The Start Up Story Of Live Journal And Brad Fitzpatrick

1 Star2 Stars3 Stars4 Stars5 Stars6 Stars7 Stars8 Stars9 Stars10 Stars (4 votes, average: 9.25 out of 10)

When social media websites became popular, some rose to prominence and remained at the top of the search results. Others plowed steadily down the middle of the road, remaining in the peripheral vision of interested online parties. And still others fizzled out quickly due to keeping their focus too limited. In the case of LiveJournal, a social media outlet designed specifically for blogging, it has remained important depending on the geographical location.
Founded in 1999 by Brad Fitzpatrick, a programmer that was born in Iowa and raised in Oregon, the site grew in popularity over the next few years. It wasn’t until the company operating LiveJournal for Fitzpatrick, Danga Interactive, was sold that real controversy and major demographic changes began.

Originally pieced together by Fitzpatrick as a way to keep in touch with friends from high school, the site began signing up a steady stream of users. Communities within the site arose and LiveJournal became an attractive alternative to current blogging websites. It’s simple design, ease of use, and embedding capability made it a regular staple of more serious bloggers that appreciated its abilities.

See also:  Red Bull - The Story Of Dietrich Mateschitz and Chaleo Yoovidhya

In 2005, Danga Interactive was sold to Six Apart (also known as 6A). Kirkpatrick joined 6A as their chief architect as part of the deal. Kirkpatrick had entertained many different offers from companies to purchase the site, which he considered personal and a pet project of his, but refused to sell until maintenance and other obligations got the better of him. After supposedly confirming the site ideals would remain in place with 6A, Kirkpatrick agreed to sell.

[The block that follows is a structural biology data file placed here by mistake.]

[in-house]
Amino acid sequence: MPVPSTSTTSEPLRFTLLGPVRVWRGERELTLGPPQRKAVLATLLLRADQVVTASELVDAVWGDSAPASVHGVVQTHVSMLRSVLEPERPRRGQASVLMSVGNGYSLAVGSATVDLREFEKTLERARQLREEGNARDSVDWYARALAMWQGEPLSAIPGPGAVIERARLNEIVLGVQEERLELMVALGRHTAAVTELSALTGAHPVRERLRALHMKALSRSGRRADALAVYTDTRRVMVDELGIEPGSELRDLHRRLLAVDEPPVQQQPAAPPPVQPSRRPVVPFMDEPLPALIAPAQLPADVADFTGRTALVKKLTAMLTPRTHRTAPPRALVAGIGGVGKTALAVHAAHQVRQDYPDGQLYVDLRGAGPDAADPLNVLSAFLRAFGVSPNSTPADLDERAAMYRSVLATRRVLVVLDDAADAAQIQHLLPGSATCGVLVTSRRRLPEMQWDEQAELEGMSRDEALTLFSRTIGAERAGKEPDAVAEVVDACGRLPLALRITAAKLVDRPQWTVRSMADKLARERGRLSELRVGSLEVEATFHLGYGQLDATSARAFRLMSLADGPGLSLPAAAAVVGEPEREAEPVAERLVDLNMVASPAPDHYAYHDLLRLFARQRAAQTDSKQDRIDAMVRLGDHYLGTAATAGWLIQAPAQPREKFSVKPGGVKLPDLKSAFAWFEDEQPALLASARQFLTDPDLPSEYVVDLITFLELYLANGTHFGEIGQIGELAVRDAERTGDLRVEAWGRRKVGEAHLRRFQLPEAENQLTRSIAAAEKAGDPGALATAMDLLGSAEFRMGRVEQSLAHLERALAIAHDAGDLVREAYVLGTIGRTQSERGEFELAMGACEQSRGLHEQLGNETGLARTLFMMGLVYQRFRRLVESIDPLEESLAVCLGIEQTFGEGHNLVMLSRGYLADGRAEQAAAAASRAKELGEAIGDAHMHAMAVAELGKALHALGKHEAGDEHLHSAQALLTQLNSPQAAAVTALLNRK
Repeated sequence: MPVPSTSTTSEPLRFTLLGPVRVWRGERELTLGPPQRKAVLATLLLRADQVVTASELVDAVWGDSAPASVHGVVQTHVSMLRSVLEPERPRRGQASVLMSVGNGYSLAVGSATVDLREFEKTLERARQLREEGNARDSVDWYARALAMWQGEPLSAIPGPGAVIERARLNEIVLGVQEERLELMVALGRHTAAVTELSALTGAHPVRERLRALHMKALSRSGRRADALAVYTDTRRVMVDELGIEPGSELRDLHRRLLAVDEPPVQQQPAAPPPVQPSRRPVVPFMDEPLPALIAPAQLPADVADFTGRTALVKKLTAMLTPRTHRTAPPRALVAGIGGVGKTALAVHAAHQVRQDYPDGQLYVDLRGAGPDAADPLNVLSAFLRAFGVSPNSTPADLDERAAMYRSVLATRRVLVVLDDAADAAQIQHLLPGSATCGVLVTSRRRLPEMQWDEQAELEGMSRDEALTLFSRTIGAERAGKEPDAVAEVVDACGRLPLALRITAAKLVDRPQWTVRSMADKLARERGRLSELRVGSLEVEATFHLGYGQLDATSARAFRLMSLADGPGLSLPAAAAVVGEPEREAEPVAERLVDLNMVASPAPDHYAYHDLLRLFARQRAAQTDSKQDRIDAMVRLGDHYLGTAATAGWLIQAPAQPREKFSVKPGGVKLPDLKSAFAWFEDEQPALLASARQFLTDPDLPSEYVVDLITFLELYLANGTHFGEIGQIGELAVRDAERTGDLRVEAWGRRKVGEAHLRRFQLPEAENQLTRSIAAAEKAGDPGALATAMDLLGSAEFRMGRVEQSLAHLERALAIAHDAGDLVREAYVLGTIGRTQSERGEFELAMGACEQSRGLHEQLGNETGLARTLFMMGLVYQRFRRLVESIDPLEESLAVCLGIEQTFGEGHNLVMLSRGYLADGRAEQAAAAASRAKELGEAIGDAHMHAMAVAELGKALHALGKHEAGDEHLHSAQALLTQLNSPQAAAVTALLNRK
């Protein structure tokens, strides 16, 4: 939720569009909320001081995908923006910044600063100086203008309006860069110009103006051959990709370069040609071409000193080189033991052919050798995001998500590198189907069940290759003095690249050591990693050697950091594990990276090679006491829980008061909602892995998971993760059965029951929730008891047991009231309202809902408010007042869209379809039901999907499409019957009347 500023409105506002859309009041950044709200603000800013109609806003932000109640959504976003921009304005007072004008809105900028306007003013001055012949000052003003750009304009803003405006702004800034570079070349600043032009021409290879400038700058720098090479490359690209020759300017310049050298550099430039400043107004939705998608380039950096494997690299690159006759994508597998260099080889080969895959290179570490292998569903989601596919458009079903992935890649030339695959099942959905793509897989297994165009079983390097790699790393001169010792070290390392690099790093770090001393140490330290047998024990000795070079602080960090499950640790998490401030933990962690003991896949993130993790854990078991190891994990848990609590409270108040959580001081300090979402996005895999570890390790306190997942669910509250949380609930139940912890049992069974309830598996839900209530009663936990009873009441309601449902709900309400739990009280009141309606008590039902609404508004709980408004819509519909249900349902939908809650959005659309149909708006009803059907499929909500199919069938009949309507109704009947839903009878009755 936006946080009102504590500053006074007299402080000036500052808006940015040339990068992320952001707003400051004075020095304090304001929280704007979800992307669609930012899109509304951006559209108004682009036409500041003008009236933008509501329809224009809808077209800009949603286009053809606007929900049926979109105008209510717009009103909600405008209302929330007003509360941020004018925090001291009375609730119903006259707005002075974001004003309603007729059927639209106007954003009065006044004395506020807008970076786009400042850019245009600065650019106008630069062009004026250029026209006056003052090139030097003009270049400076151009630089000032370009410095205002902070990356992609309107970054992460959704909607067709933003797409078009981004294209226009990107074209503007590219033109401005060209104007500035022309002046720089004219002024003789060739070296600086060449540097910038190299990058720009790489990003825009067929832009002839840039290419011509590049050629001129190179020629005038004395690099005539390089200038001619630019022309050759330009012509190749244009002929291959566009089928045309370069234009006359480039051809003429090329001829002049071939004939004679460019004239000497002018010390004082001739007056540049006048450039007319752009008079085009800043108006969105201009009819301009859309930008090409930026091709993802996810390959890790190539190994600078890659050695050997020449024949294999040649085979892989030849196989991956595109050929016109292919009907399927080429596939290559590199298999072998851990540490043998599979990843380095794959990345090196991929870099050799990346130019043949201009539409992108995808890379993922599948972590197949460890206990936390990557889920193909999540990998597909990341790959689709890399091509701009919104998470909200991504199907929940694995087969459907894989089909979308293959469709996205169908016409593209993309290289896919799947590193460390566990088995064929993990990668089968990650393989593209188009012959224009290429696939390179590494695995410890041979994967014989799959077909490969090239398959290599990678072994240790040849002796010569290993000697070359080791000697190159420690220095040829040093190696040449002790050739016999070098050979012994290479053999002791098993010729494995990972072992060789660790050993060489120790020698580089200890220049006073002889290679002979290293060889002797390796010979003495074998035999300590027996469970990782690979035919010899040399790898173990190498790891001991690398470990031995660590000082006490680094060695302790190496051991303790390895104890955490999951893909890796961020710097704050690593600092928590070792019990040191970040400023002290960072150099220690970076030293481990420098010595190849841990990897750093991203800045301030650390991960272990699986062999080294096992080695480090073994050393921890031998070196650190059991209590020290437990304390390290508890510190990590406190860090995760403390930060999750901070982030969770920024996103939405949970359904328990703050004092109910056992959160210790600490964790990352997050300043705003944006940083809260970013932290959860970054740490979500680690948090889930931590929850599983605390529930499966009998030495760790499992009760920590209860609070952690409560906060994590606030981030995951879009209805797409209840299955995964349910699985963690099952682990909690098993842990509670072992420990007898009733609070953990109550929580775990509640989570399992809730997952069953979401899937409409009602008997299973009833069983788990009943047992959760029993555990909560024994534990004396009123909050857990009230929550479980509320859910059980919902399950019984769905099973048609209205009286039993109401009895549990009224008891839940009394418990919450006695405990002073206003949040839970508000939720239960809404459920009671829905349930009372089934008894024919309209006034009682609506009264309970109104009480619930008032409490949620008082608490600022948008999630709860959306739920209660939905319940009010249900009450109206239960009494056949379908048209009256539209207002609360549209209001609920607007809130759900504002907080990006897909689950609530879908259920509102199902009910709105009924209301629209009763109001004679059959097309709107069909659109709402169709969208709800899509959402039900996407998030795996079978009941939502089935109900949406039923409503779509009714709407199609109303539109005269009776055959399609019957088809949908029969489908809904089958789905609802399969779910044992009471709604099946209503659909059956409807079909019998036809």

When announcement of the sale made the rounds online, LiveJournal users began backing up their blogs which slowed the site down tremendously. They raised objections that the site fundamentals would change for the worse, that free members would be formed to purchase memberships, and that he open source coding would evaporate. Kirkpatrick discounted these worries and sold the company anyway, assuring users that things would remain the same.
The site became so popular in Russia that the Russian name for the site, ZheZhe, became synonymous with blogging in general. 6A licensed the LiveJournal branding to a Russian company named SUP Media in 2006, a year before Kirkpatrick opted to leave his own site for good.

See also:  A Short Biography of Michael Dell - How He Founded Dell With Just $1000

In 2007, LiveJournal was fully sold to SUP Media. It’s popularity was expounded upon by the fact that it had become a breaking point for the largely independent Russian blogging community. When backlash and concern from the users over the sale and operations of LiveJournal circulated online, the new site owners responded negatively. Accusations were made by the management that the users were activity trying to disparage growth.
The growing concern that an American site sold to a Russian company, where it was distinctly more popular, would lead to the alienation of American users. Possibly in response to this, SUP Media announced that the site would now be run by a new company, LiveJournal, Inc based out of San Francisco. This office continues to run the site by governing US laws.